Bottom Line: Imaging the location and dynamics of individual interacting protein pairs is essential but often difficult because of the fluorescent background from other paired and non-paired molecules, particularly in the sub-diffraction cellular space.The super-resolution imaging shows interesting distribution and domain sizes of interacting MreB-EF-Tu pairs as a subpopulation of total EF-Tu.The single-molecule tracking of MreB, EF-Tu and MreB-EF-Tu pairs reveals intriguing localization-dependent heterogonous dynamics and provides valuable insights to understanding the roles of MreB-EF-Tu interactions.

View Article: PubMed Central - PubMed

Affiliation: State Key Laboratory of Biomembrane and Membrane Biotechnology, Biodynamic Optical Imaging Center (BIOPIC), School of Life Sciences, Peking University, Beijing 100871, China.

ABSTRACT
Imaging the location and dynamics of individual interacting protein pairs is essential but often difficult because of the fluorescent background from other paired and non-paired molecules, particularly in the sub-diffraction cellular space. Here we develop a new method combining bimolecular fluorescence complementation and photoactivated localization microscopy for super-resolution imaging and single-molecule tracking of specific protein-protein interactions. The method is used to study the interaction of two abundant proteins, MreB and EF-Tu, in Escherichia coli cells. The super-resolution imaging shows interesting distribution and domain sizes of interacting MreB-EF-Tu pairs as a subpopulation of total EF-Tu. The single-molecule tracking of MreB, EF-Tu and MreB-EF-Tu pairs reveals intriguing localization-dependent heterogonous dynamics and provides valuable insights to understanding the roles of MreB-EF-Tu interactions.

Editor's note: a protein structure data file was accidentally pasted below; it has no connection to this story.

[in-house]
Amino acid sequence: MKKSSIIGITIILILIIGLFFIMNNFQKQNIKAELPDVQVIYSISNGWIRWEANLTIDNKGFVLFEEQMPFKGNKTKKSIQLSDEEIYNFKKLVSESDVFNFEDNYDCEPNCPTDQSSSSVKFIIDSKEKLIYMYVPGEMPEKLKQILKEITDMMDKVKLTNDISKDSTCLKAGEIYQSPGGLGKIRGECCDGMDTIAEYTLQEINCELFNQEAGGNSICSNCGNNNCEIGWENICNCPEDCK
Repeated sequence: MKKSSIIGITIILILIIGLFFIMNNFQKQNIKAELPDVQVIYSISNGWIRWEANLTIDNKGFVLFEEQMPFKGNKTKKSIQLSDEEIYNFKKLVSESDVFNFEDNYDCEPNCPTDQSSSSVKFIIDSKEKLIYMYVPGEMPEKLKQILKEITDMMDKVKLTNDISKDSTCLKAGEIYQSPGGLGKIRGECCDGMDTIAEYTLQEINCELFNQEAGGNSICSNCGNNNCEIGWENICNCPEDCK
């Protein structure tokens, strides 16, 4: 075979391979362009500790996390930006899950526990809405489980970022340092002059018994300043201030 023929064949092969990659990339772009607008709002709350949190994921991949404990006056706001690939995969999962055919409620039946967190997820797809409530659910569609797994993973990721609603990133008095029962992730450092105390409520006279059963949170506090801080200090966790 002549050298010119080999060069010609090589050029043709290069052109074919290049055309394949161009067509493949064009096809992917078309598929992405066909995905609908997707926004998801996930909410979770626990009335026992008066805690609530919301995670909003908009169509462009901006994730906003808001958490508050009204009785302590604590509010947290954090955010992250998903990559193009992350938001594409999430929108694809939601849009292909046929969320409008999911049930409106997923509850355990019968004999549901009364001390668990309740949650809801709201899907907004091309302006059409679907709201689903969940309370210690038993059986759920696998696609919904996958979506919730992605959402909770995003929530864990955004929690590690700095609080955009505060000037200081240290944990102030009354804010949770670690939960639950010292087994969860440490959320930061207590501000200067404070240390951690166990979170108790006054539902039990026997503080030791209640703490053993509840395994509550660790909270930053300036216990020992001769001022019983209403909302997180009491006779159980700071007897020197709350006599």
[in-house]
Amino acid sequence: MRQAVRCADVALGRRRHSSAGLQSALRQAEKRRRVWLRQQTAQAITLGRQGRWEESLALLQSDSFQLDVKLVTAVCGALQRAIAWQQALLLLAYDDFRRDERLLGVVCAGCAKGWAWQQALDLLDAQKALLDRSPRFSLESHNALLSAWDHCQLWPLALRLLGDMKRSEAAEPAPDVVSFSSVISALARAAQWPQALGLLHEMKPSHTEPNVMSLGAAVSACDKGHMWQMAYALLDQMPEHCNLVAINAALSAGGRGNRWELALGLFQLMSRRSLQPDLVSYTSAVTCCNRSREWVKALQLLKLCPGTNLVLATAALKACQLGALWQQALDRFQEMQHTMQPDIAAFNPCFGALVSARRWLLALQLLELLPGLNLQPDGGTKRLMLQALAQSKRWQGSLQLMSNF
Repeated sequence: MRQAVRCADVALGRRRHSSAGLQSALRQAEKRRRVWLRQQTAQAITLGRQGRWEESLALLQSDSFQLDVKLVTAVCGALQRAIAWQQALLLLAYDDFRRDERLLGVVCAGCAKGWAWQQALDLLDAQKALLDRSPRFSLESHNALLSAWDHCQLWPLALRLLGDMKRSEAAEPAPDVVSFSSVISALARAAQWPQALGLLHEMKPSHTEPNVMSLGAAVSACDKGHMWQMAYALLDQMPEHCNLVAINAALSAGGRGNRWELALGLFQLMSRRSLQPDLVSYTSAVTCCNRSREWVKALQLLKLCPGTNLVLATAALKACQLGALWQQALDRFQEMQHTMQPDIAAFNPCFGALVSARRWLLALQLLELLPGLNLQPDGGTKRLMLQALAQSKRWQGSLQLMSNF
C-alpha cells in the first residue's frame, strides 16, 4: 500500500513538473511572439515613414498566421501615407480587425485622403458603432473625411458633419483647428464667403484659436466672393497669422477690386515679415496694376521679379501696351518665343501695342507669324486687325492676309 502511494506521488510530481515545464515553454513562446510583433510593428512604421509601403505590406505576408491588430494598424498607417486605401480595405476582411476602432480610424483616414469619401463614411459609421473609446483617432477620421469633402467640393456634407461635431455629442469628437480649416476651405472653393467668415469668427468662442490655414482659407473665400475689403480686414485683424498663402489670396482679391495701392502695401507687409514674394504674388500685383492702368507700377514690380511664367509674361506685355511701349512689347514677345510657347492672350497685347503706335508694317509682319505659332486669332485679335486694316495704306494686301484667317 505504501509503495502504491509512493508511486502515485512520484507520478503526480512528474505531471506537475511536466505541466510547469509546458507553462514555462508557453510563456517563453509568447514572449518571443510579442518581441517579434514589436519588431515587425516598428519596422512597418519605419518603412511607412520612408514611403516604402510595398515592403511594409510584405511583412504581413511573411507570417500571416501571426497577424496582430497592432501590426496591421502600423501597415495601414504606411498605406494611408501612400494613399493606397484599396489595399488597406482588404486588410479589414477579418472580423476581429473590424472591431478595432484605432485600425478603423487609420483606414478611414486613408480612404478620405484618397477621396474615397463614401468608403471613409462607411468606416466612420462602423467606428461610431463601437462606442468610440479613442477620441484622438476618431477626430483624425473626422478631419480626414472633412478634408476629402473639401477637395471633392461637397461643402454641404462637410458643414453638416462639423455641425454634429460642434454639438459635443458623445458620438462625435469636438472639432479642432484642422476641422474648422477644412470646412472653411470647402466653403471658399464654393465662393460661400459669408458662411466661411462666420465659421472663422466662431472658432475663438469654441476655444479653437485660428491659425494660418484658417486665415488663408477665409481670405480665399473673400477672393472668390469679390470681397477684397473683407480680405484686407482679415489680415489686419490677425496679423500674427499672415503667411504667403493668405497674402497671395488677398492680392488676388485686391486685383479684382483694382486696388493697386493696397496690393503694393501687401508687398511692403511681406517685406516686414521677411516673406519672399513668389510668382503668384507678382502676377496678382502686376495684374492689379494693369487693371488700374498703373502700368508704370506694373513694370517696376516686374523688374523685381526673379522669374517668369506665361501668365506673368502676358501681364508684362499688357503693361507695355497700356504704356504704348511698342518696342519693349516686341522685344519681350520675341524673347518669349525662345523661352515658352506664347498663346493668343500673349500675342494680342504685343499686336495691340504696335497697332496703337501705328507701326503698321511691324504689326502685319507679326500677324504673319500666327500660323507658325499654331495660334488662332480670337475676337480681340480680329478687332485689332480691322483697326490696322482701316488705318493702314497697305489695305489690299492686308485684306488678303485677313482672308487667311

Show MeSH
Related in: MedlinePlus